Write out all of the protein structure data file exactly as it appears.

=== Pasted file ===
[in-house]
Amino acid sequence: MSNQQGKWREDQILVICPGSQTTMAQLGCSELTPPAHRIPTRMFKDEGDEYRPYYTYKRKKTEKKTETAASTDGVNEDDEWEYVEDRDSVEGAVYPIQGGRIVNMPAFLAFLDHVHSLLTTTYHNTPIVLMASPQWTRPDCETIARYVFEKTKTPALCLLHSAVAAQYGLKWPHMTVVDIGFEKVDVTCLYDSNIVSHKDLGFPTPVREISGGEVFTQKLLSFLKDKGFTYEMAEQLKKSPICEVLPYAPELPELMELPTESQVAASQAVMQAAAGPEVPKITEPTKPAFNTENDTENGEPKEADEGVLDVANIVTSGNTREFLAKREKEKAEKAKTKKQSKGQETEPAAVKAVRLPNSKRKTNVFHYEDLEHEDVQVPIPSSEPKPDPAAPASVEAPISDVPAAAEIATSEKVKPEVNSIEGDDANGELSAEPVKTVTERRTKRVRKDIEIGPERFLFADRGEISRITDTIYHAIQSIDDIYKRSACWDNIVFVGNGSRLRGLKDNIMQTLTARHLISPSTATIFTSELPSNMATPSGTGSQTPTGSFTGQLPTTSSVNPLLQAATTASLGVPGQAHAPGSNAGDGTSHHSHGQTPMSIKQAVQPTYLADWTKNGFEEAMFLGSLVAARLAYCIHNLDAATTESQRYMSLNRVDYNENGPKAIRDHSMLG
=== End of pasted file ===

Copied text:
[in-house]
Amino acid sequence: MSNQQGKWREDQILVICPGSQTTMAQLGCSELTPPAHRIPTRMFKDEGDEYRPYYTYKRKKTEKKTETAASTDGVNEDDEWEYVEDRDSVEGAVYPIQGGRIVNMPAFLAFLDHVHSLLTTTYHNTPIVLMASPQWTRPDCETIARYVFEKTKTPALCLLHSAVAAQYGLKWPHMTVVDIGFEKVDVTCLYDSNIVSHKDLGFPTPVREISGGEVFTQKLLSFLKDKGFTYEMAEQLKKSPICEVLPYAPELPELMELPTESQVAASQAVMQAAAGPEVPKITEPTKPAFNTENDTENGEPKEADEGVLDVANIVTSGNTREFLAKREKEKAEKAKTKKQSKGQETEPAAVKAVRLPNSKRKTNVFHYEDLEHEDVQVPIPSSEPKPDPAAPASVEAPISDVPAAAEIATSEKVKPEVNSIEGDDANGELSAEPVKTVTERRTKRVRKDIEIGPERFLFADRGEISRITDTIYHAIQSIDDIYKRSACWDNIVFVGNGSRLRGLKDNIMQTLTARHLISPSTATIFTSELPSNMATPSGTGSQTPTGSFTGQLPTTSSVNPLLQAATTASLGVPGQAHAPGSNAGDGTSHHSHGQTPMSIKQAVQPTYLADWTKNGFEEAMFLGSLVAARLAYCIHNLDAATTESQRYMSLNRVDYNENGPKAIRDHSMLG